In Dec 2013, Kevin and Sean completed the installation of the last two two inch by 8 inch pressure treated support floor joists in the basement and secured them together with through bolt carriage bolts; Raven, Natalie and Nick removed the rotten drywall ceiling and wall in the tenant house bathroom (see attached picture above in center).

On Tuesday, 1 Apr 2014 (April Fool’s Day), the MCC crew arrived at Historic Jerusalem Mill Village at 8:30 AM wearing birthday caps and carrying gifts for Saint Joan Scovill of Jerusalem Mill. Since the ‘no-name stream” overflows and floods the Tenant Farmer’s/Post Office House, a stone wall was constructed to prot ect the entrance to the basement. Granite foundation stones salvaged from the Franklinville Cotton Factory, were arranged in a circular pattern starting at the back corner of the foundation and extended beyond the cellar door. First a one foot deep, two foot wide trench was dug and stones, set in mortar, were carefully placed in a traditional pattern to make a three foot high retaining wall/levee.

On Friday, 18 Apr 2014, the MCC crew returned to the Historic Jerusalem Mill Village at 8:30 AM and immediately took advantage of the feast prepared by Saint Joan Scovill. After a hardy snack, the crew got to work. The crew worked to complete the “dam wall” behind the tenant house. The wall looks great! Ray Rios-Velez later added a gate (see below).

In Jun 2014, the MCC Crew and the Mountain Christian Church volunteers pressure-washed, scraped, primed and painted both porches of the Tenant House and Post Office (see attached pictures below).

In Dec 2014, Old World Stone Masonry installed new hearths for the kitchen (grey-blue flagstone) and first floor room (large blue stones with a rough-cut edge); the Chimney Doctor installed new stainless steel liners and hooked up both stoves, and, Old World Stone Masonry installed a blue stone chimney cap (see attached pictures below). The stove was used successfully duriing the Charles Dickens’s Christmas in the Village on 7 Dec 2014 for the period music performers and the kitchen stove will be used to warm the building during the winter construction.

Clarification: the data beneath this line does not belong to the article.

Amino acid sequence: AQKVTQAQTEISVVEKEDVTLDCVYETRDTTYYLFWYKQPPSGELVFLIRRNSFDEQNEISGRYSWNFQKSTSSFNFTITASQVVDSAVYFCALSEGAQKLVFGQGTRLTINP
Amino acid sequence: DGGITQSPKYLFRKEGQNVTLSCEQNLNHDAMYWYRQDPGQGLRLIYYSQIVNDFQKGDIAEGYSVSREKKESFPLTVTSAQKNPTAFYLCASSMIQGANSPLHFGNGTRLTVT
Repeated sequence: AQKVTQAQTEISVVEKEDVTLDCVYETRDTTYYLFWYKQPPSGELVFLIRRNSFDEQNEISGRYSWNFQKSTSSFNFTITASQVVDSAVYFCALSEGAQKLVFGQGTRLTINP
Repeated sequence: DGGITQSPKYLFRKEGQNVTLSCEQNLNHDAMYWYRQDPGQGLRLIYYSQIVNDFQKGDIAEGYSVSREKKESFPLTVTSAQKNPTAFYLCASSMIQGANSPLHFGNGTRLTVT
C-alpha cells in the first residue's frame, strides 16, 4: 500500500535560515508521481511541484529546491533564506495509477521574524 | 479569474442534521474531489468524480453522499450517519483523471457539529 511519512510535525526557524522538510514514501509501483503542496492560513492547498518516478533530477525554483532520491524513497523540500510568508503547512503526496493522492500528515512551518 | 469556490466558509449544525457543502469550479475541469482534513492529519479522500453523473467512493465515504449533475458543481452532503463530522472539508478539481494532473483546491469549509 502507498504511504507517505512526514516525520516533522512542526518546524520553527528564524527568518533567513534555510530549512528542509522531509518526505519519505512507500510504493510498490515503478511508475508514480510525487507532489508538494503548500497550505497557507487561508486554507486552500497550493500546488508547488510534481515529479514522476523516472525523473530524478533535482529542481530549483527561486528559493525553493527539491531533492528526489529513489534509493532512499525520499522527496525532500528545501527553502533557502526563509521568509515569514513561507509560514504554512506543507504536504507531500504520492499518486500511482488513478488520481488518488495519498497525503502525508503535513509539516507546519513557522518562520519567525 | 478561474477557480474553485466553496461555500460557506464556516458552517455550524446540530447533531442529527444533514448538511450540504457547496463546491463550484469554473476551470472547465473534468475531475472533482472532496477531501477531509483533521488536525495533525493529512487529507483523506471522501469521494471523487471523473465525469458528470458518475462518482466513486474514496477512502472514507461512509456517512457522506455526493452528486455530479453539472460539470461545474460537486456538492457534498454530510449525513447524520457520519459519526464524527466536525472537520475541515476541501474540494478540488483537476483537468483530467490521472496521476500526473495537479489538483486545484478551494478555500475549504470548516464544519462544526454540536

5. Farm Environment:

a. Entrance: In Nov 2011, Volunteers worked to improve the entrance on Jericho Road to the bankbarn. As part of his Eagle Scout Service Project, Preston Jones completed a new gate to the Bank Barn. In Dec 11, Preston Jones stained the gate “Federal Gray” to match the aged split rail fence on either side.

In Dec 11, the Maryland Conservation Corps GFSP crew completed the split rail fence on both sides of the gate with pedestrian opening; installed guillotine latch on gate along with hot-dipped galvanized “O” rings for chain and added chain with master lock.

In Dec 11, the Maryland Conservation Corps GFSP crew installed a stone barrier for Bank Barn driveway to help re-shape the driveway at the Bank Barn. The new gate at the Bank Barn has moved the driveway slightly to the left of the building. The entrance driveway will be extended. Concrete/mortar will be used to secure a low stone edge barrier to this extension. The stones are already in place. Concrete/mortar will be mixed and placed on the inside edge, hidden slightly below the eventual position of the stone. Number 57 stone was used to fill the void.

On 8 Dec 12, volunteers from Mountain Christian Church dug support poles for a split rail fence alongside overflow parking lot near the bank barn (see attached picture below on left and center). Several other volunteers weed-wacked, cut grass, and cleaned up fallen branches, trash, etc., around the village in preparation for winter (see attached picture below).

b. Antique Farm Equiment: In 2011, The Percy Lee Dairy Farm Foundation started collecting antique farm equipment. The first item was a plow. On Dec 11, the Maryland Conservation Corps GFSP crew created a plow display just inside the split rail fence by the gate. The plow was donated by a client of Harry Sanders and is representative of equipment used in the area. MCC dug a flat section, installed metal boundaries, added one ton of sand, obtained brick from Jim White and other sources, installed herringbone pattern of red brick and placed plow on top of the brick platform for display. An old cast iron gear was found while digging on the surface.

In July 2014, we added a hay-rake and an wagon. On Friday, 25 Jul 2014, Andrew Corson, Eagle Scout candidate completed work on benches and railing for the farm wagon (see attached pictures below).

In Dec 2014, during Second Saturday Volunteer Day, volunteers moved the farm equipment out of the way, and applied a fresh layer of sand on top the existing bricks which has sunk in the soil and added an expanded new layer of brick on top and re-positioned the farm equipment.

c. Farming: In Jan 2014 the Percy Lee Dairy Farm Foundation Inc., started “The Bee Hive” experiment. We will have one bee hive at the end of the woods/fence about 100 yards behind the bankbarn (beyond the tree line). The Nucs ($140.00) were delivered in April 2014. Our first steps were to (1) finalize site; (2) clearing space, and (3) set up split-rail fence with a gate, all before April 2014. A Girl Scout Troop that needed a "wildlife project" installed the fence and received a talk on bees from Ranger Sarah Witcher. According to Chris, bee hives were a standard practice at the time to support crops.